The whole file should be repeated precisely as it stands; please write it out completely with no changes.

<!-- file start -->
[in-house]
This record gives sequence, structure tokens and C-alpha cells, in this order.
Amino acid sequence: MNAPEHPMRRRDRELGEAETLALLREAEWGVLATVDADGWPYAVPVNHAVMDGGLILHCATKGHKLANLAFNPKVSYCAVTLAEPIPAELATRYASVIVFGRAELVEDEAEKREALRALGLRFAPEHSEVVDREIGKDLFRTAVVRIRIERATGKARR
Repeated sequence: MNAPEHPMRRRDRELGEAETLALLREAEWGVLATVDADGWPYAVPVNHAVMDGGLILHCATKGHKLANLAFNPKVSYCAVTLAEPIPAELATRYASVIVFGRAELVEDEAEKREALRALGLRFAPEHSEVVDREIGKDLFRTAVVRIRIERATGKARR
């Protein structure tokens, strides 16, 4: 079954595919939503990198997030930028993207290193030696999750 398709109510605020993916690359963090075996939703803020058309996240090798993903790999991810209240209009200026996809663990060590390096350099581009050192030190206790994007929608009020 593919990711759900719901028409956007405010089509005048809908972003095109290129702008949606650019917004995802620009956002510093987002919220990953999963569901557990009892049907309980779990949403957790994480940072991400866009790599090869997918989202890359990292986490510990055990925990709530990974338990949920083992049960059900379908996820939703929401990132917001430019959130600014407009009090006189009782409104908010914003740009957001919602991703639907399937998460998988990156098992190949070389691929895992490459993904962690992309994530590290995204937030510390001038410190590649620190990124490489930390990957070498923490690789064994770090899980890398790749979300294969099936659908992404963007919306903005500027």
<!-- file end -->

[in-house]
This record gives sequence, structure tokens and C-alpha cells, in this order.
Amino acid sequence: MNAPEHPMRRRDRELGEAETLALLREAEWGVLATVDADGWPYAVPVNHAVMDGGLILHCATKGHKLANLAFNPKVSYCAVTLAEPIPAELATRYASVIVFGRAELVEDEAEKREALRALGLRFAPEHSEVVDREIGKDLFRTAVVRIRIERATGKARR
Repeated sequence: MNAPEHPMRRRDRELGEAETLALLREAEWGVLATVDADGWPYAVPVNHAVMDGGLILHCATKGHKLANLAFNPKVSYCAVTLAEPIPAELATRYASVIVFGRAELVEDEAEKREALRALGLRFAPEHSEVVDREIGKDLFRTAVVRIRIERATGKARR
């Protein structure tokens, strides 16, 4: 079954595919939503990198997030930028993207290193030696999750 398709109510605020993916690359963090075996939703803020058309996240090798993903790999991810209240209009200026996809663990060590390096350099581009050192030190206790994007929608009020 593919990711759900719901028409956007405010089509005048809908972003095109290129702008949606650019917004995802620009956002510093987002919220990953999963569901557990009892049907309980779990949403957790994480940072991400866009790599090869997918989202890359990292986490510990055990925990709530990974338990949920083992049960059900379908996820939703929401990132917001430019959130600014407009009090006189009782409104908010914003740009957001919602991703639907399937998460998988990156098992190949070389691929895992490459993904962690992309994530590290995204937030510390001038410190590649620190990124490489930390990957070498923490690789064994770090899980890398790749979300294969099936659908992404963007919306903005500027």